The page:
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big ragu
03-17-2013, 11:40 AM
Here's some background on me. I was not an athletic kid, I grew up in a garage and drag strip. I never played any sports, never cared to (still really don't). I was 300lbs about 8 years ago, I dieted and exercised down to 210. I realized that I really liked lifting and have been doing it regularly since then. I've been as lean as 190, I'm sitting at 220 right now. I'm 6'4, 35 years old and I am NOT blessed with good genetics.

I have a piss poor bench, I pushed 315 the other day (I know it sucks, no need to tell me). I can deadlift 500 on a really good day, and squat 415. I'd be willing to bet I could squat a little more if I work on my form. I'd really like go get all of my lifts up. It'd be really awesome for me to push 350 on the bench. Can I get some suggestions as to programs that will help? I currently lift 5 days a week, I workout alone but in a gym. I really would appreciate a bit of direction, thank you

DontTakeEmOff31
03-17-2013, 05:16 PM
5/3/1 is a solid simple program to follow. There are more advanced programs like Westside or the Cube but if your form isn't good, don't have a good coach, or don't really know what you are doing I would stick with something simple.

big ragu
03-17-2013, 05:35 PM
I'll have to look up what that is. I have no real access to a coach or anything, and I'm getting too old to really make too many gains. But I'd still like to try!!

DontTakeEmOff31
03-17-2013, 05:49 PM
I think without a coach or people to train with 5/3/1 is the best program. If you are around people who know what they are doing, Westside is a significantly superior approach.

Brian Hopper
03-17-2013, 06:59 PM
IMO, 5/3/1 would be your best bet. Buy the 5/3/1 for powerlifting book and read it. If you google it, I'm sure you'll find enough information. Best of luck!

big ragu
03-18-2013, 08:12 AM
Thank you both for the replies. I'm going to ask a really dumb question, try not to laugh. I've got to be past the point of any sort of competing, right? I really enjoy lifting, it's been great for me. A few months ago I got into this little comp at the gym, it was basically a bench/run deal. Bench 75% of your body weight up to 30 reps, and then run a 5k. The amount of reps resulted in a time off your overall 5k time. Anyway, the bench portion was fun but it really didn't have anything to do with lifting a lot of weight. Is it too late to make any sort of progress to do any sort of competing? Keep in mind I work out alone, I have no one to train with and there are no strength coaches where I'm at. Hell I don't even know how to eat to get stronger! I know I'll never be scott mendelson, or any where near the majority of the guys here.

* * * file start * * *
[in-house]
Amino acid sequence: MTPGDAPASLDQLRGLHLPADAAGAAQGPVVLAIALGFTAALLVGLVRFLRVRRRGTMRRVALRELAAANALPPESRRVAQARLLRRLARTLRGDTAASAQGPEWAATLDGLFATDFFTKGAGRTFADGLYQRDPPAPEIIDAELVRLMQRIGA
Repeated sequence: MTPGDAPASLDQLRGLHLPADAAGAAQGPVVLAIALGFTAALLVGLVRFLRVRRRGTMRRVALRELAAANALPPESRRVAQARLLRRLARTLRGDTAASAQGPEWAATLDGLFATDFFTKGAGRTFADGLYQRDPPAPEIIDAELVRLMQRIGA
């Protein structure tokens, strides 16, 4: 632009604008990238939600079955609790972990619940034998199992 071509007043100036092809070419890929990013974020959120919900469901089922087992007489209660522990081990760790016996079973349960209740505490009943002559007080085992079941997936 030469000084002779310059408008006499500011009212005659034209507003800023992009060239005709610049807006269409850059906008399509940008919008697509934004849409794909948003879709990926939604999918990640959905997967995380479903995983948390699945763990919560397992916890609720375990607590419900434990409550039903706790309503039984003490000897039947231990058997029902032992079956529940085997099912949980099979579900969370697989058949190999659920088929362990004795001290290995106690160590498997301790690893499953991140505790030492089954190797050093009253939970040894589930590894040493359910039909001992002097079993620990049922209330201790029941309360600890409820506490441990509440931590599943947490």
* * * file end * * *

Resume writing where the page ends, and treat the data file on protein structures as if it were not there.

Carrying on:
DontTakeEmOff31
03-18-2013, 08:16 AM
You can absolutely compete, there are plenty of people in every competition that have numbers much lower and much higher than yours. No one particularily cares what numbers you put up in a meet (or in general), you are up on the platform competing with yourself.

big ragu
03-18-2013, 08:22 AM
Really? I guess I had a different idea of how these things work. Even at my size? I'm 6'4 220, seems like the majority of the people at my size would be putting up big numbers.

Paulo_Santos
03-18-2013, 09:03 AM
I competed in January at 38 years old. You'll have a great time.

Brian Hopper
03-18-2013, 09:55 AM
I agree, your doing it for yourself and nobody else. Once you compete and you hit your numbers, you plan for another meet and train to do better. My uncle is 68 years young, and he competes at least once year in a push/pull competition.

IMO, your numbers are not that as bad as you think they are. Time to get positive, pick a meet, train for it and hit PR's!

big ragu
03-18-2013, 10:39 AM
Interesting stuff guys. I honestly would have never guessed it was like that. I'll have to see what, if any, comps are relatively local (Rochester, NY). I wonder if I can find something like 6 months from now, and give it a shot. As far as diet goes, what's important? Just calories? Big protein? Big carbs? I've learned to eat to be lean, I don't know how to eat to be strong. Currently I eat a bunch of protein, but a lot of calories too. I'm probably the strongest I've ever been, but not lean at all. I'm getting kind pumped for this, I like to have goals, and I like seeing numbers go up. Guess I need to research the 5,3,1 program, and get started!

DontTakeEmOff31
03-18-2013, 10:51 AM
IMO, your numbers are not that as bad as you think they are. Time to get positive, pick a meet, train for it and hit PR's!

This is true as well. Those are not bad numbers either (if you even consider any numbers as "bad").

Couple things, don't change your diet up too much. Eat a solid diet and compete at whatever comes naturally, there is no need to bulk up as big as possible. You'll get plenty of PRs at your current weight. If you want to get bigger thats great, but keep in mind your history with weight.

If you run 5/3/1, run it for a solid 6 months and then after that do a competition, you can pick one out now but the program needs some time to progress forward.

Tim K
03-18-2013, 05:16 PM
I did my first meet (bench only) in over 25 years in February at 46 years old. Don't worry about your numbers (which aren't all that bad). Do a meet, learn how a meet runs, have fun.

big ragu
03-18-2013, 08:09 PM
I see that 5,3,1 is a 4 week program. I assume you run it for 4, then restart it based on your new 1rm? I'm still a little confused on the program, I need to look it over some more tomorrow. More than likely I'll start it on Next Monday. I thank you all for your input, i may start a log when I get it rolling.

Brian Hopper
03-18-2013, 08:16 PM
Buy the book :)

big ragu
03-19-2013, 06:44 AM
Fair enough! I bought the ebook, I'll do some reading

Brian Hopper
03-19-2013, 07:15 AM
Fair enough! I bought the ebook, I'll do some reading

I wasn't trying to be an a-hole, lol. But, he does explain everything and it will all make sense to you.